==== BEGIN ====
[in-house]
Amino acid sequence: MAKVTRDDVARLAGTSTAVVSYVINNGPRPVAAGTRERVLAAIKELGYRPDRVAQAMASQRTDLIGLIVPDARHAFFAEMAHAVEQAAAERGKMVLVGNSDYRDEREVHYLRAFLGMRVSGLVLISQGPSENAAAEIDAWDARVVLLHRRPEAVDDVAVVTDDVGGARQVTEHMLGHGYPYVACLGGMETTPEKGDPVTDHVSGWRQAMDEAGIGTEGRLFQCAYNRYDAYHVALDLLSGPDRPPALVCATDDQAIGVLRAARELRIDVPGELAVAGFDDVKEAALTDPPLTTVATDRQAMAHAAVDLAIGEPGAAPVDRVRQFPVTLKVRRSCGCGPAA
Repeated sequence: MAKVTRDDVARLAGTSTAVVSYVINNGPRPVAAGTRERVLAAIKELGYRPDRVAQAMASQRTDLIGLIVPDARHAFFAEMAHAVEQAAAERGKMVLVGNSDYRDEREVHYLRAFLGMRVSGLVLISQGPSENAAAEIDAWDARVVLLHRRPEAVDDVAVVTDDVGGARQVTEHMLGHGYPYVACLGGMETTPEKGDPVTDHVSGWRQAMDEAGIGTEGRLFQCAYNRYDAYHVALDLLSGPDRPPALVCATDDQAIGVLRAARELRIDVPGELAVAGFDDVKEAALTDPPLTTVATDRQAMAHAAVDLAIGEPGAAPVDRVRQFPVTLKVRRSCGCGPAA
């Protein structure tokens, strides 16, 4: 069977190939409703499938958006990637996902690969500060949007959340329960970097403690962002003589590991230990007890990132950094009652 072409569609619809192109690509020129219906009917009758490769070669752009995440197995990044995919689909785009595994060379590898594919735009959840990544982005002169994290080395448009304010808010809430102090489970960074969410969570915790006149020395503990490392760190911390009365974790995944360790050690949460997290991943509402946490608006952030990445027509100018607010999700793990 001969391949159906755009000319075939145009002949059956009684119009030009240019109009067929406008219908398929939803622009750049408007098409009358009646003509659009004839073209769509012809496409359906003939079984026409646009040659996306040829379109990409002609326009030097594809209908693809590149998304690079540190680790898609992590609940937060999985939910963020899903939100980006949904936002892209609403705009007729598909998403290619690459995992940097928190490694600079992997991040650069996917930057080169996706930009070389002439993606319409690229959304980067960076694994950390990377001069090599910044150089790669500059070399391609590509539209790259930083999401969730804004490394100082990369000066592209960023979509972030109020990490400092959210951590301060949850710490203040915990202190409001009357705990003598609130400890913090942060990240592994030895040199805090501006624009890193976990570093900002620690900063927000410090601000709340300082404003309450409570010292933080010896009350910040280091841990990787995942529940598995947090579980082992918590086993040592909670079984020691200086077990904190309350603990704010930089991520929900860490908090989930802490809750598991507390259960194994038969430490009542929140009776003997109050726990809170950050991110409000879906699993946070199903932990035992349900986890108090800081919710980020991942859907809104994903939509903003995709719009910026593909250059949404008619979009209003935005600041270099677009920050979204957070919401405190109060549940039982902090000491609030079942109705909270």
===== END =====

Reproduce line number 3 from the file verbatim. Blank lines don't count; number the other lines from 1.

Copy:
Repeated sequence: MAKVTRDDVARLAGTSTAVVSYVINNGPRPVAAGTRERVLAAIKELGYRPDRVAQAMASQRTDLIGLIVPDARHAFFAEMAHAVEQAAAERGKMVLVGNSDYRDEREVHYLRAFLGMRVSGLVLISQGPSENAAAEIDAWDARVVLLHRRPEAVDDVAVVTDDVGGARQVTEHMLGHGYPYVACLGGMETTPEKGDPVTDHVSGWRQAMDEAGIGTEGRLFQCAYNRYDAYHVALDLLSGPDRPPALVCATDDQAIGVLRAARELRIDVPGELAVAGFDDVKEAALTDPPLTTVATDRQAMAHAAVDLAIGEPGAAPVDRVRQFPVTLKVRRSCGCGPAA